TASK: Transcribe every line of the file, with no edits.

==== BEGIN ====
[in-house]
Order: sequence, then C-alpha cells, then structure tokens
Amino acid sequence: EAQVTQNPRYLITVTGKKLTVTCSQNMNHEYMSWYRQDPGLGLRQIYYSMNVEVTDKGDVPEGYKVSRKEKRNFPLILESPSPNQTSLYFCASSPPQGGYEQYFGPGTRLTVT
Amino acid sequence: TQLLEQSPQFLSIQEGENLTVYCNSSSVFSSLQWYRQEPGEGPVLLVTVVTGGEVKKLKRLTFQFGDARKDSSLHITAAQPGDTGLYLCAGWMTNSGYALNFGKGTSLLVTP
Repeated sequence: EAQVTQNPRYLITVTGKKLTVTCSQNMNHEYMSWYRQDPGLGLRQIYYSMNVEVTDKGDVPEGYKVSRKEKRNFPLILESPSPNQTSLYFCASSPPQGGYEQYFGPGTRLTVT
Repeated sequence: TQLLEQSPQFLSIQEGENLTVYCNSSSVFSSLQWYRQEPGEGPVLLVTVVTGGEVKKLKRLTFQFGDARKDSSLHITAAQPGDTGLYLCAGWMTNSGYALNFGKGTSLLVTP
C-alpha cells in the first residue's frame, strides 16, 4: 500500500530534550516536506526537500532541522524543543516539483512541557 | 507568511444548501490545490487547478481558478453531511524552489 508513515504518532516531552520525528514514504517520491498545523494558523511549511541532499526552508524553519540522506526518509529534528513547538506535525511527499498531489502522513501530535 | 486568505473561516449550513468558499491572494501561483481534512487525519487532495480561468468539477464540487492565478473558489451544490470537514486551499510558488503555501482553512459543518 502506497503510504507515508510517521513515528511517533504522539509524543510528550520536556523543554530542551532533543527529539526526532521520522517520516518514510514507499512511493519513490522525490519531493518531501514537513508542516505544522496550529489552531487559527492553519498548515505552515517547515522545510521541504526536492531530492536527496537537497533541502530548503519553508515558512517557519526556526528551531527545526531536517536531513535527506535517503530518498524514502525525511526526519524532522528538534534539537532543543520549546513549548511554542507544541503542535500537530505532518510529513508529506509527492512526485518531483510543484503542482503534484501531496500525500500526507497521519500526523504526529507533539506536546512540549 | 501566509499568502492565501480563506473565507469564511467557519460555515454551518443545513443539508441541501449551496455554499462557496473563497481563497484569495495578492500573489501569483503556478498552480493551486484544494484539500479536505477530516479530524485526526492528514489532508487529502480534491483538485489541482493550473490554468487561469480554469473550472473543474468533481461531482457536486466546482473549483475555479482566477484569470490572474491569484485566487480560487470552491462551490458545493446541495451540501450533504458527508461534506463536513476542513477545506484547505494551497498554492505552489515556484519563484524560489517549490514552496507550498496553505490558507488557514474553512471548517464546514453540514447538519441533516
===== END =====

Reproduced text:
[in-house]
Order: sequence, then C-alpha cells, then structure tokens
Amino acid sequence: EAQVTQNPRYLITVTGKKLTVTCSQNMNHEYMSWYRQDPGLGLRQIYYSMNVEVTDKGDVPEGYKVSRKEKRNFPLILESPSPNQTSLYFCASSPPQGGYEQYFGPGTRLTVT
Amino acid sequence: TQLLEQSPQFLSIQEGENLTVYCNSSSVFSSLQWYRQEPGEGPVLLVTVVTGGEVKKLKRLTFQFGDARKDSSLHITAAQPGDTGLYLCAGWMTNSGYALNFGKGTSLLVTP
Repeated sequence: EAQVTQNPRYLITVTGKKLTVTCSQNMNHEYMSWYRQDPGLGLRQIYYSMNVEVTDKGDVPEGYKVSRKEKRNFPLILESPSPNQTSLYFCASSPPQGGYEQYFGPGTRLTVT
Repeated sequence: TQLLEQSPQFLSIQEGENLTVYCNSSSVFSSLQWYRQEPGEGPVLLVTVVTGGEVKKLKRLTFQFGDARKDSSLHITAAQPGDTGLYLCAGWMTNSGYALNFGKGTSLLVTP
C-alpha cells in the first residue's frame, strides 16, 4: 500500500530534550516536506526537500532541522524543543516539483512541557 | 507568511444548501490545490487547478481558478453531511524552489 508513515504518532516531552520525528514514504517520491498545523494558523511549511541532499526552508524553519540522506526518509529534528513547538506535525511527499498531489502522513501530535 | 486568505473561516449550513468558499491572494501561483481534512487525519487532495480561468468539477464540487492565478473558489451544490470537514486551499510558488503555501482553512459543518 502506497503510504507515508510517521513515528511517533504522539509524543510528550520536556523543554530542551532533543527529539526526532521520522517520516518514510514507499512511493519513490522525490519531493518531501514537513508542516505544522496550529489552531487559527492553519498548515505552515517547515522545510521541504526536492531530492536527496537537497533541502530548503519553508515558512517557519526556526528551531527545526531536517536531513535527506535517503530518498524514502525525511526526519524532522528538534534539537532543543520549546513549548511554542507544541503542535500537530505532518510529513508529506509527492512526485518531483510543484503542482503534484501531496500525500500526507497521519500526523504526529507533539506536546512540549 | 501566509499568502492565501480563506473565507469564511467557519460555515454551518443545513443539508441541501449551496455554499462557496473563497481563497484569495495578492500573489501569483503556478498552480493551486484544494484539500479536505477530516479530524485526526492528514489532508487529502480534491483538485489541482493550473490554468487561469480554469473550472473543474468533481461531482457536486466546482473549483475555479482566477484569470490572474491569484485566487480560487470552491462551490458545493446541495451540501450533504458527508461534506463536513476542513477545506484547505494551497498554492505552489515556484519563484524560489517549490514552496507550498496553505490558507488557514474553512471548517464546514453540514447538519441533516